The CIO and CTO job roles are frequently confused, but there are clear distinctions between the two positions in most large enterprises. The two require different skill sets and are focused on different goals.
When you start talking about IT leadership roles and IT career tracks, the question that almost always comes up is "What's the difference between the CIO and CTO positions?"
Here's a quick breakdown of the distinguishing characteristics of those two roles.
Chief Information Officer
- Serves as the company's top technology infrastructure manager
- Runs the organization's internal IT operations
- Works to streamline business processes with technology
- Focuses on internal customers (users and business units)
- Collaborates and manages vendors that supply infrastructure solutions
- Aligns the company's IT infrastructure with business priorities
- Developers strategies to increase the company's bottom line (profitability)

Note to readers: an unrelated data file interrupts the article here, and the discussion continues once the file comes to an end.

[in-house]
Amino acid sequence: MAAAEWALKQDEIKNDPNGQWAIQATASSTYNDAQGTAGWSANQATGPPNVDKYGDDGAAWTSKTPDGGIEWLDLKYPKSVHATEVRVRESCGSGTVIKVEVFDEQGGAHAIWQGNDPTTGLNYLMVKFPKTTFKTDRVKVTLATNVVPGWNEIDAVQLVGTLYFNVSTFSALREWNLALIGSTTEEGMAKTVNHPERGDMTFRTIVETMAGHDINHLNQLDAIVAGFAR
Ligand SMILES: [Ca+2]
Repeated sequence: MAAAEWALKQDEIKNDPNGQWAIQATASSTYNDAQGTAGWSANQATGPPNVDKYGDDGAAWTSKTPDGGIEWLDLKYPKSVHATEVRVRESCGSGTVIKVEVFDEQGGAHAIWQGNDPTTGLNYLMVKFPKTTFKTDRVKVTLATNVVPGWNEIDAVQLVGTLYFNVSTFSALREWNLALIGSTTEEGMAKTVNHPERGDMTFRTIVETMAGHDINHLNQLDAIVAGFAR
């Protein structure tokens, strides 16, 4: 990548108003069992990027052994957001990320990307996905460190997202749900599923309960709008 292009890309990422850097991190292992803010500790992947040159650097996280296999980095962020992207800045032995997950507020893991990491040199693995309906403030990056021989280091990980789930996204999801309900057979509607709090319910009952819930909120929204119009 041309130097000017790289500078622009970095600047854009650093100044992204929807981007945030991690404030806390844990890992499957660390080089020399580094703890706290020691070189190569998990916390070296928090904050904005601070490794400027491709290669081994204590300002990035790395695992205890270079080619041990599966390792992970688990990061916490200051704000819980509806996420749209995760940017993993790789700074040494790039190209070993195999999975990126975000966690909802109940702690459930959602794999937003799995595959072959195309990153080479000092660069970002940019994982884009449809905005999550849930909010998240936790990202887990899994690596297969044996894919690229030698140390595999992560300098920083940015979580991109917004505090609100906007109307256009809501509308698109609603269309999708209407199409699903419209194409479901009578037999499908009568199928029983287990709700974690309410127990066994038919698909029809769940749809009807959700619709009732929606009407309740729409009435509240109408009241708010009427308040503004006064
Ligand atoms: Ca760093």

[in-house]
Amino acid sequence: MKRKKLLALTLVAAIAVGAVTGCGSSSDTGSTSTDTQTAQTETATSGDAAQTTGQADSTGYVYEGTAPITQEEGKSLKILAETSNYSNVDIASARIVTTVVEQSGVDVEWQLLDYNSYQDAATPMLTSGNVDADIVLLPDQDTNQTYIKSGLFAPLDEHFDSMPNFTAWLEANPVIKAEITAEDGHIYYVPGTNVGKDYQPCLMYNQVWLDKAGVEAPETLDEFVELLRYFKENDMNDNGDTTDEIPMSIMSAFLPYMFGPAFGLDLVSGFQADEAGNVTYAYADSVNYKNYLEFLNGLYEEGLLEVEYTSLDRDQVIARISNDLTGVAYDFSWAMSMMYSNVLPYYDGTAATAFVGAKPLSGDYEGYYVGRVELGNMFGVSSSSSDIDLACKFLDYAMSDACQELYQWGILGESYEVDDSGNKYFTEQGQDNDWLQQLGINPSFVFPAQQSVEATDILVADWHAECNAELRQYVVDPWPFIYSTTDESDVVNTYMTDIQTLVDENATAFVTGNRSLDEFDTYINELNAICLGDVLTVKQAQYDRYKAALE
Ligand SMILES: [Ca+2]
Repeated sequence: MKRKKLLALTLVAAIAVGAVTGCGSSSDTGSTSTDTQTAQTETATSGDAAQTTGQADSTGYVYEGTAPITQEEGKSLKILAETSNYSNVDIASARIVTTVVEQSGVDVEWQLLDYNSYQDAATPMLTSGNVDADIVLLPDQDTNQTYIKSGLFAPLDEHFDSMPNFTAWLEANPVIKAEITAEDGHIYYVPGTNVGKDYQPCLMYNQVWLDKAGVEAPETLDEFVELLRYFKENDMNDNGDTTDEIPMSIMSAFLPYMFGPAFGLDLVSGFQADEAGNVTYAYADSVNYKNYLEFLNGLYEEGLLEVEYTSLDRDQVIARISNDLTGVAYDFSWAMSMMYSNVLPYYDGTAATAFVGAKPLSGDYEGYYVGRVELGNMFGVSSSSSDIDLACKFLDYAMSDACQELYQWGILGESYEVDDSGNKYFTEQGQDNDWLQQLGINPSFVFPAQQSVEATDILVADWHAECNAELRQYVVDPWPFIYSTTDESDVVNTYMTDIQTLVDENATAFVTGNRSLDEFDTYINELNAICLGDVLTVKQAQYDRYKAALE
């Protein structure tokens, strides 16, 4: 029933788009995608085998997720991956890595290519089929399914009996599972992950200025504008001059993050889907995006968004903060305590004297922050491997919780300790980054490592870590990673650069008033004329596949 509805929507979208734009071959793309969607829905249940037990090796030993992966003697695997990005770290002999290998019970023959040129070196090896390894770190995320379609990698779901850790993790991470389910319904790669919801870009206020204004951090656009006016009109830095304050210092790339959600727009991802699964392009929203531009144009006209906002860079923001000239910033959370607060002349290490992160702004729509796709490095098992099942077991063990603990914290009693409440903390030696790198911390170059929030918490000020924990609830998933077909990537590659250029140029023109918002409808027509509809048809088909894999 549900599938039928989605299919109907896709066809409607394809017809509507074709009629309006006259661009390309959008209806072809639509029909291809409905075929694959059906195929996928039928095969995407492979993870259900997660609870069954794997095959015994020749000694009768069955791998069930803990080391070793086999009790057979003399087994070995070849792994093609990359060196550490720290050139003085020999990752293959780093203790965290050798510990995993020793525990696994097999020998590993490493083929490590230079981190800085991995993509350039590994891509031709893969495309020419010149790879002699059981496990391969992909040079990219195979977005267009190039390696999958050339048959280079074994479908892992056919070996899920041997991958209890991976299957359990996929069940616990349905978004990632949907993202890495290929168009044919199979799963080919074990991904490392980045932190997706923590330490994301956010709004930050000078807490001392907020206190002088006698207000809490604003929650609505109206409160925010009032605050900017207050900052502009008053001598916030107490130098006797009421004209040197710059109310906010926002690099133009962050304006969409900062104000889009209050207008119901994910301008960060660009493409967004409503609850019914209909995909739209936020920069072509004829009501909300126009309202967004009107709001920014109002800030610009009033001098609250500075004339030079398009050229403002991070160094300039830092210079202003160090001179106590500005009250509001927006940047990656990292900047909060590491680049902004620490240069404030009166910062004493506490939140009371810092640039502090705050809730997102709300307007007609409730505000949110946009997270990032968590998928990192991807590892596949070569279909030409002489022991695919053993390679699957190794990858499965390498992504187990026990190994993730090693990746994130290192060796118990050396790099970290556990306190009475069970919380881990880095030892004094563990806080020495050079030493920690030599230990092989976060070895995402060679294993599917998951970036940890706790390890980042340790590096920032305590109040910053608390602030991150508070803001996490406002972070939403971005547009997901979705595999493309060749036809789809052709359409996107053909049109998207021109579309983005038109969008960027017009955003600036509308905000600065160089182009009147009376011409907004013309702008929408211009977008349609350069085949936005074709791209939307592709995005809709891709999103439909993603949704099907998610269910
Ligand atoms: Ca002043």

- Has to be a skilled and organized manager to be successful
Chief Technology Officer
- Serves as the company's top technology architect
- Runs the organization's engineering group
- Uses technology to enhance the company's product offerings
- Focuses on external customers (buyers)
- Collaborates and manages vendors that supply solutions to enhance the company's product(s)
- Aligns the company's product architecture with business priorities
- Develops strategies to increase the company's top line (revenue)
- Has to be a creative and innovative technologist to be successful
- Defining the complementary job roles of the CTO and CIO (TechRepublic)
- FAQ on CIOs and CTOs (InfoWorld)
- Whatever Happened to the CTO Role? (CIO Magazine)
- CIO vs. CTO (Phil Windley's Technometria)
Jason Hiner has nothing to disclose. She doesn't hold investments in the technology companies she covers.
Jason Hiner is Editor in Chief of TechRepublic and Long Form Editor of ZDNet. He writes about the people, products, and ideas changing how we live and work in the 21st century. He's co-author of the book, Follow the Geeks.